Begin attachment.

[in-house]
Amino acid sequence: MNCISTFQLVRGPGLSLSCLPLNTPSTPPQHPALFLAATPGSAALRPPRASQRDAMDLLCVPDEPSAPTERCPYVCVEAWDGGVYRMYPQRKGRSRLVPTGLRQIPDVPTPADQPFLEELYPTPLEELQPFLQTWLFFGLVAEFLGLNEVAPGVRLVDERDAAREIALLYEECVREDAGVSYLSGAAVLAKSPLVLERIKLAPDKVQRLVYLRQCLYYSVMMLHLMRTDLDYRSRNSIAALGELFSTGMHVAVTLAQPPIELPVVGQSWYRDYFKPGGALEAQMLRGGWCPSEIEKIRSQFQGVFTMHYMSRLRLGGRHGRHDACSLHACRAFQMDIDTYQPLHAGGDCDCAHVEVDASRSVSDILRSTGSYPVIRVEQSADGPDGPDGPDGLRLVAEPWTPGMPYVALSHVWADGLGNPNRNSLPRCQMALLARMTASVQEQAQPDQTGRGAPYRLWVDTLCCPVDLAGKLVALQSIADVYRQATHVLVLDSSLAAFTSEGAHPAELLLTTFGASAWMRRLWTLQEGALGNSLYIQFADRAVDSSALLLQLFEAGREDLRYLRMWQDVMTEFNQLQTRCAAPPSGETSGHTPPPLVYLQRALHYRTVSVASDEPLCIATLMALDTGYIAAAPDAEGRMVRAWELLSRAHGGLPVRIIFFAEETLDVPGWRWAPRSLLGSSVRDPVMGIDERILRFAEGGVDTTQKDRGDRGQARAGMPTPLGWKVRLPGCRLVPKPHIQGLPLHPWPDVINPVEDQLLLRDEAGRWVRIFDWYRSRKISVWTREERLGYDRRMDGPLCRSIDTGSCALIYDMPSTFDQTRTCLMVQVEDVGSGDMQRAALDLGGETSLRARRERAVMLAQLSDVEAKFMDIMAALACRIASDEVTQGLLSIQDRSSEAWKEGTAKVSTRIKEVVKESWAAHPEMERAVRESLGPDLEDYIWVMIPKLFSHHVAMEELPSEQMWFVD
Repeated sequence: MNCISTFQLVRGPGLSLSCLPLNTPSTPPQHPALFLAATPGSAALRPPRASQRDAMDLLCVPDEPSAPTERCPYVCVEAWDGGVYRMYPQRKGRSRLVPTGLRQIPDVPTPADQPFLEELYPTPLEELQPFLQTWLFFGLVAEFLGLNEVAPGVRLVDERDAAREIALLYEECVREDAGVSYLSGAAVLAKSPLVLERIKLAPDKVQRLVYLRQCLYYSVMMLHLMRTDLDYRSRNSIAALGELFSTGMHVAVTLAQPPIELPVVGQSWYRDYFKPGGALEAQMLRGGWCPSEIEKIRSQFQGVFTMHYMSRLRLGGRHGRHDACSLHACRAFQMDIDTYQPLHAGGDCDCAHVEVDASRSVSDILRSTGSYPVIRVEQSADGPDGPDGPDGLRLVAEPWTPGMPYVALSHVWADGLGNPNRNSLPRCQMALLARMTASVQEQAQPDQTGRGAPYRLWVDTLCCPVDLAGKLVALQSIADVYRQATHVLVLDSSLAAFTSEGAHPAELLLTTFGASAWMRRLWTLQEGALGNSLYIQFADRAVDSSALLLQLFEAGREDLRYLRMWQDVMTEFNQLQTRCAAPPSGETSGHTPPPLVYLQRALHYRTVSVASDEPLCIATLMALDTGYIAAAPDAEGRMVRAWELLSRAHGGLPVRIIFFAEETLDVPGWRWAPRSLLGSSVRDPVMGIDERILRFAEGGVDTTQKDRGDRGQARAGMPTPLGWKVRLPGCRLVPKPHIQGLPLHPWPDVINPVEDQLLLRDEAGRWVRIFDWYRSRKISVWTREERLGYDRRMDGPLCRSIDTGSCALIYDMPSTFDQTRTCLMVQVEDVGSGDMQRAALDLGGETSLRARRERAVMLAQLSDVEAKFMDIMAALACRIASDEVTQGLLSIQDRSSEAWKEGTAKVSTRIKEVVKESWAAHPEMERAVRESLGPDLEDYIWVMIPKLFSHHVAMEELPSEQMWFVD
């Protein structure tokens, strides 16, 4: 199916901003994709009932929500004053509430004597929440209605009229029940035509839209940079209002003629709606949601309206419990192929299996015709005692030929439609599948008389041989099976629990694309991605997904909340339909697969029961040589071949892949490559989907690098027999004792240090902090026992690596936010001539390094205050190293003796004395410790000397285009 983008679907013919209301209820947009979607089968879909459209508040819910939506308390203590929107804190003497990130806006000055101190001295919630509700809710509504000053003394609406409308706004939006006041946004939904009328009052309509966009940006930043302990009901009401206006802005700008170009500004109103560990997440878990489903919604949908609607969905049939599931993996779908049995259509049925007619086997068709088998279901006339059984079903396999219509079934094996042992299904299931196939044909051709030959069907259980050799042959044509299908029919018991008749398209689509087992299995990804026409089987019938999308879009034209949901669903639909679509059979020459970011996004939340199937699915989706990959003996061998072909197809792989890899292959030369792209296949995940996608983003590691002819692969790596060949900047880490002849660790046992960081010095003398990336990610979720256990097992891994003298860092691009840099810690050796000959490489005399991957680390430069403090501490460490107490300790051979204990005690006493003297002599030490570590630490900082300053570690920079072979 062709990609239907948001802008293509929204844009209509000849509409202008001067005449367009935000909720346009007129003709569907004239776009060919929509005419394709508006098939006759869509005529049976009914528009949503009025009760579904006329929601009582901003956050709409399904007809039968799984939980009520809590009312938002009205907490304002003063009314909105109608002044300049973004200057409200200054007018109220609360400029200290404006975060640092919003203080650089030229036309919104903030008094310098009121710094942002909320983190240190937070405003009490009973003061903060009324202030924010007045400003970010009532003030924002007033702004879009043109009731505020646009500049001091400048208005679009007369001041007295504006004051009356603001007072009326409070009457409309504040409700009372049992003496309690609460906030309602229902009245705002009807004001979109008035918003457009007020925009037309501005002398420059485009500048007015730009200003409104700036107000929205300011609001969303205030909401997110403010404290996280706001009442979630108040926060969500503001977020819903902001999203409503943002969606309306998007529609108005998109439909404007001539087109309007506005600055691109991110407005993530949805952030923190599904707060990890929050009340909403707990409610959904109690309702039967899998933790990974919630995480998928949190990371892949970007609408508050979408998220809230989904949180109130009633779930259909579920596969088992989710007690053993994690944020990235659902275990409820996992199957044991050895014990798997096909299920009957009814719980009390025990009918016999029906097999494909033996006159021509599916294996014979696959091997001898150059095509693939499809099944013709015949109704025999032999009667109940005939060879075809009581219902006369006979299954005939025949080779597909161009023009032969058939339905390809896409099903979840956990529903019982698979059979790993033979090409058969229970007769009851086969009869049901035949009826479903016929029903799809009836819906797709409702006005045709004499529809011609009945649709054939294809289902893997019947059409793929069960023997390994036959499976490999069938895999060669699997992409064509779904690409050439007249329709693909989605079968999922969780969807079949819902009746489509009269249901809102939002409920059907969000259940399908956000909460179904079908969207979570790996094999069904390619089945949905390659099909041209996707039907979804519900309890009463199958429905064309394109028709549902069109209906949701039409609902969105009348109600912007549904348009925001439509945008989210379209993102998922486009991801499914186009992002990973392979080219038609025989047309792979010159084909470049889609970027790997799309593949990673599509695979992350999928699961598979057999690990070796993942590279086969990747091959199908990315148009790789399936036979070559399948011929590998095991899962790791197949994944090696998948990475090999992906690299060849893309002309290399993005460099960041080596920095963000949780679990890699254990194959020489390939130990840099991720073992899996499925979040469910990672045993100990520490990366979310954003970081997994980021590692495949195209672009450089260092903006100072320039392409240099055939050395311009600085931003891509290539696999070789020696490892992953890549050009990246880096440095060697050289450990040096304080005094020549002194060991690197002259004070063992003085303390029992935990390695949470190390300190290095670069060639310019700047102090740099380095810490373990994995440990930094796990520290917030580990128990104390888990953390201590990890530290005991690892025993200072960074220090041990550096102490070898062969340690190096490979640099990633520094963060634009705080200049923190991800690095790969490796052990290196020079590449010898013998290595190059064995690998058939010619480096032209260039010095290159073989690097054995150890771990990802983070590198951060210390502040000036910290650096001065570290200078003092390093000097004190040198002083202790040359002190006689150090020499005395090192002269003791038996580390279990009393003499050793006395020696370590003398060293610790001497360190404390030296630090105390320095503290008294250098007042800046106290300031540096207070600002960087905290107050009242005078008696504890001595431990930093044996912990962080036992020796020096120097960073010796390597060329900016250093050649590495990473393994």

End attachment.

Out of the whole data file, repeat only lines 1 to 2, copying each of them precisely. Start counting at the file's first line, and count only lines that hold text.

[in-house]
Amino acid sequence: MNCISTFQLVRGPGLSLSCLPLNTPSTPPQHPALFLAATPGSAALRPPRASQRDAMDLLCVPDEPSAPTERCPYVCVEAWDGGVYRMYPQRKGRSRLVPTGLRQIPDVPTPADQPFLEELYPTPLEELQPFLQTWLFFGLVAEFLGLNEVAPGVRLVDERDAAREIALLYEECVREDAGVSYLSGAAVLAKSPLVLERIKLAPDKVQRLVYLRQCLYYSVMMLHLMRTDLDYRSRNSIAALGELFSTGMHVAVTLAQPPIELPVVGQSWYRDYFKPGGALEAQMLRGGWCPSEIEKIRSQFQGVFTMHYMSRLRLGGRHGRHDACSLHACRAFQMDIDTYQPLHAGGDCDCAHVEVDASRSVSDILRSTGSYPVIRVEQSADGPDGPDGPDGLRLVAEPWTPGMPYVALSHVWADGLGNPNRNSLPRCQMALLARMTASVQEQAQPDQTGRGAPYRLWVDTLCCPVDLAGKLVALQSIADVYRQATHVLVLDSSLAAFTSEGAHPAELLLTTFGASAWMRRLWTLQEGALGNSLYIQFADRAVDSSALLLQLFEAGREDLRYLRMWQDVMTEFNQLQTRCAAPPSGETSGHTPPPLVYLQRALHYRTVSVASDEPLCIATLMALDTGYIAAAPDAEGRMVRAWELLSRAHGGLPVRIIFFAEETLDVPGWRWAPRSLLGSSVRDPVMGIDERILRFAEGGVDTTQKDRGDRGQARAGMPTPLGWKVRLPGCRLVPKPHIQGLPLHPWPDVINPVEDQLLLRDEAGRWVRIFDWYRSRKISVWTREERLGYDRRMDGPLCRSIDTGSCALIYDMPSTFDQTRTCLMVQVEDVGSGDMQRAALDLGGETSLRARRERAVMLAQLSDVEAKFMDIMAALACRIASDEVTQGLLSIQDRSSEAWKEGTAKVSTRIKEVVKESWAAHPEMERAVRESLGPDLEDYIWVMIPKLFSHHVAMEELPSEQMWFVD